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Abstract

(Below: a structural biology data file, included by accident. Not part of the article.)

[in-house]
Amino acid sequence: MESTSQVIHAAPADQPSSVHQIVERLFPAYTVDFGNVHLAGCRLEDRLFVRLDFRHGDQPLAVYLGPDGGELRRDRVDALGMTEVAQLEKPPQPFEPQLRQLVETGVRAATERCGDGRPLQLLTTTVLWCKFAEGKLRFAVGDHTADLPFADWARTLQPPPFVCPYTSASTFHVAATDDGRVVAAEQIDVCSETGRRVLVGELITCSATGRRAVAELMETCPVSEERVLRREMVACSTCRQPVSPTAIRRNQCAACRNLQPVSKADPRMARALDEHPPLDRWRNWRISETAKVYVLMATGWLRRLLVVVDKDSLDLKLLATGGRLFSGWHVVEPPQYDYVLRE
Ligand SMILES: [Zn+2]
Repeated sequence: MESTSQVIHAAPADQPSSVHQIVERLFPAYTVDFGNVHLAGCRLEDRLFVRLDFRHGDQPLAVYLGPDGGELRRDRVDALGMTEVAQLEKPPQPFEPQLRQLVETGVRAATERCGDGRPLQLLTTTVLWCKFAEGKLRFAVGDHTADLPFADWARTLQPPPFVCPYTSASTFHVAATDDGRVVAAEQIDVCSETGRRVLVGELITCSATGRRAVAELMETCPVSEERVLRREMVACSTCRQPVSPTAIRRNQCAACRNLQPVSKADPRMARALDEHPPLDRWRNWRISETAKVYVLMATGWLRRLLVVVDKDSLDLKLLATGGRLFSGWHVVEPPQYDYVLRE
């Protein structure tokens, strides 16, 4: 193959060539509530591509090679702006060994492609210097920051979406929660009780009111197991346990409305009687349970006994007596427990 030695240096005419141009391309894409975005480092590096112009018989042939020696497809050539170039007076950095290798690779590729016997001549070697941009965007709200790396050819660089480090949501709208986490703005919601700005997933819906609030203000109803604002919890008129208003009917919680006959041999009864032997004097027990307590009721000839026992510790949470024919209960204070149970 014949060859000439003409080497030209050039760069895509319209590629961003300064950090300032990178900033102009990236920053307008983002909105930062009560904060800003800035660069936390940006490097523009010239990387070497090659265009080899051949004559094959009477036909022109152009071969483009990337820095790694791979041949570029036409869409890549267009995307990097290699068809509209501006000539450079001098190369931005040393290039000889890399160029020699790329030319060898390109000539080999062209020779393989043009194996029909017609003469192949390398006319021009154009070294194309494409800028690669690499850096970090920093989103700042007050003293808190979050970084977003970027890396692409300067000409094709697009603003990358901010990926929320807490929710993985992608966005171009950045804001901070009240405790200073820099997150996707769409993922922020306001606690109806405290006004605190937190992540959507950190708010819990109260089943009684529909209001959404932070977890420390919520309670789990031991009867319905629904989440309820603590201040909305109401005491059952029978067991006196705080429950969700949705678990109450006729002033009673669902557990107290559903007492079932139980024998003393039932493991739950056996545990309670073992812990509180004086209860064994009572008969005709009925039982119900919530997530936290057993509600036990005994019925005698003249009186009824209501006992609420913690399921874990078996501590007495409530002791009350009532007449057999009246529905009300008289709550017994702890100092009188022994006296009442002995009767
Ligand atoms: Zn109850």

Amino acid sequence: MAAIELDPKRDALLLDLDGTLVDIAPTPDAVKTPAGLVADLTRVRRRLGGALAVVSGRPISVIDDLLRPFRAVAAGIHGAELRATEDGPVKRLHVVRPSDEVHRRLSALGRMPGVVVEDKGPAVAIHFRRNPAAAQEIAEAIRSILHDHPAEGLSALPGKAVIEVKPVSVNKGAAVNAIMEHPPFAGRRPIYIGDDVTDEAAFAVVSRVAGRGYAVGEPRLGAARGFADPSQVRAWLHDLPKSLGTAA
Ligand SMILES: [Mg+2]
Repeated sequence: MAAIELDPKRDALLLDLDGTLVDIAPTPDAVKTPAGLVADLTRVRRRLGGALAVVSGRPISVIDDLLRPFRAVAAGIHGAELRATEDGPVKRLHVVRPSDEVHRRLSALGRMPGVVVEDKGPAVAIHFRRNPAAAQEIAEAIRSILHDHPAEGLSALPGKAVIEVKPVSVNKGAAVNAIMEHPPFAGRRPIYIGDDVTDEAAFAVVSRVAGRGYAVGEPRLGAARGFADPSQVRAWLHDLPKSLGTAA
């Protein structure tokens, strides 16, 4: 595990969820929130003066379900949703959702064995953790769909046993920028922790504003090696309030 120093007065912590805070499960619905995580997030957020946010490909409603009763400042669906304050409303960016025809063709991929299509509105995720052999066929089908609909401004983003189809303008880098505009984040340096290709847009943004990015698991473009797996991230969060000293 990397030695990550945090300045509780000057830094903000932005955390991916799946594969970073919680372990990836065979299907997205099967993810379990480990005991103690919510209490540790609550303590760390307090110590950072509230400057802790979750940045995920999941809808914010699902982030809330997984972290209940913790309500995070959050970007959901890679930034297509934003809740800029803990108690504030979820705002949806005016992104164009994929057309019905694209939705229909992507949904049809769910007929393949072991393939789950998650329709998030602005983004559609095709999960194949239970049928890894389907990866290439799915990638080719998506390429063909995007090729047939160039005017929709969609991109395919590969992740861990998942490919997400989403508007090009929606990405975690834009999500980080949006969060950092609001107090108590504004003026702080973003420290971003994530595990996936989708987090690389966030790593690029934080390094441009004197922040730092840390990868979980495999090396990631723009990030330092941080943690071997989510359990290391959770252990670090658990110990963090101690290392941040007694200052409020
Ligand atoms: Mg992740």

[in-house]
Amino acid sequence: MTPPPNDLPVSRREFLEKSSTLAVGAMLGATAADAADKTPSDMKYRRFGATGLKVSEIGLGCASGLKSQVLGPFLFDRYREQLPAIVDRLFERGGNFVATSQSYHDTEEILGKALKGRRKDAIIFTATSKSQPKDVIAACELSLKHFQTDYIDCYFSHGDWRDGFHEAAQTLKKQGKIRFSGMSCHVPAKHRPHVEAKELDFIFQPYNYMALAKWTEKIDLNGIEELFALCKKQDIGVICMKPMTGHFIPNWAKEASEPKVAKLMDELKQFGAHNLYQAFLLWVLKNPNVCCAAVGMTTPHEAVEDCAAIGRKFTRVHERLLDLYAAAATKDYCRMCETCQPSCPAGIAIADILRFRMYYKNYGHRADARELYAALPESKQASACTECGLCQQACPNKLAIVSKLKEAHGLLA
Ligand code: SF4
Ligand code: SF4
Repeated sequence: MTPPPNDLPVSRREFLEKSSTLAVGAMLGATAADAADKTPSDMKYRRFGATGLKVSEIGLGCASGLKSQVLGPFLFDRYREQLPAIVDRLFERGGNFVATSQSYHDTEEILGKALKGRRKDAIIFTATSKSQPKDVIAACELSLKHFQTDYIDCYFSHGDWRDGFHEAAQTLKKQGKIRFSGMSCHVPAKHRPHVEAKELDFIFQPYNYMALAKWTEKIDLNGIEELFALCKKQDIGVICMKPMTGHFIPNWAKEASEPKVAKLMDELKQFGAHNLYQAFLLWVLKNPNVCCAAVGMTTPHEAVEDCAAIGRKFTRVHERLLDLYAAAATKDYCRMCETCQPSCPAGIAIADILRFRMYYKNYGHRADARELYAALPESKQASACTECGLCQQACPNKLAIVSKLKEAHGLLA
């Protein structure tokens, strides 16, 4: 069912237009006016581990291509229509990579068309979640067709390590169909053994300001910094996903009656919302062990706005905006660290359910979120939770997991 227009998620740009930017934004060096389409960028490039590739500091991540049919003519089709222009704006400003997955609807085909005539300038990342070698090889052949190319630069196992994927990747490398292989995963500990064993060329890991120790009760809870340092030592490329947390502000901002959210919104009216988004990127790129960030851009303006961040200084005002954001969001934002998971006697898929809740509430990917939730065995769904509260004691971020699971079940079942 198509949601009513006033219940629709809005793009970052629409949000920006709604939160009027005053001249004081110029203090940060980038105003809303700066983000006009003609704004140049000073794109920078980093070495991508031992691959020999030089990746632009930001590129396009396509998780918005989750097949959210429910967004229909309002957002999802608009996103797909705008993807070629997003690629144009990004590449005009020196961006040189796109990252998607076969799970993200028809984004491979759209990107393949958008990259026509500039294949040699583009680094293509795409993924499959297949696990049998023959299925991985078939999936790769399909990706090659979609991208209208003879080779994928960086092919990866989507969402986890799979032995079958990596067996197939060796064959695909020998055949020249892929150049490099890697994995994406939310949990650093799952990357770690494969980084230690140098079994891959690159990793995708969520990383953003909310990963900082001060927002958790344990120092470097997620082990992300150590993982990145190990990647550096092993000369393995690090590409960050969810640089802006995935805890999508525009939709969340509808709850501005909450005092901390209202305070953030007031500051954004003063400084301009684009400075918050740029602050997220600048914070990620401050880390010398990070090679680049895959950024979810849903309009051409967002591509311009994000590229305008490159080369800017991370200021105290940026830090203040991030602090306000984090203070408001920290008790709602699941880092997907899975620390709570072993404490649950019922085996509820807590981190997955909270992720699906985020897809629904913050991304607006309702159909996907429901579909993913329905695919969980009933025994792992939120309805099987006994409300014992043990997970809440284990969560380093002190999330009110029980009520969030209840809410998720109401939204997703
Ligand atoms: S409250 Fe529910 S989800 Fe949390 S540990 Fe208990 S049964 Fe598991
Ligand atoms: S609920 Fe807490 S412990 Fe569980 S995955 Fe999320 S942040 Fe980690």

We examine the effects of mergers on the returns to acquiring companies' shareholders for a large sample of companies from both Anglo-Saxon and non-Anglo-Saxon countries over the 1980s and 1990s. With the important exception of Japan, we find similar patterns of returns across both types of countries. For a sample of 9733 acquiring companies the mean percentage gain over a short window of 21 days is 0.6%. This picture changes dramatically as the market has more time to evaluate the mergers and/or the acquiring firms. After three years, acquirers' shareholders in the United States and continental Europe lost on average 19% of their market value compared to a portfolio of non-merging firms in their size deciles and their two-digit industry, in Canada, Australia and New Zealand roughly 16%, and in the four Scandinavian countries almost 15%. Further analysis indicates that some mergers are consistent with the hypothesis that mergers generate synergies, but that a majority of mergers in Continental Europe are explained by the managerial discretion and/or hubris hypothesis. Our findings also suggest that corporate governance institutions in the United States and the other Anglo-Saxon countries lead to better investment performance than in continental Europe, when one confines one's attention to mergers. Copyright © 2007 John Wiley & Sons, Ltd.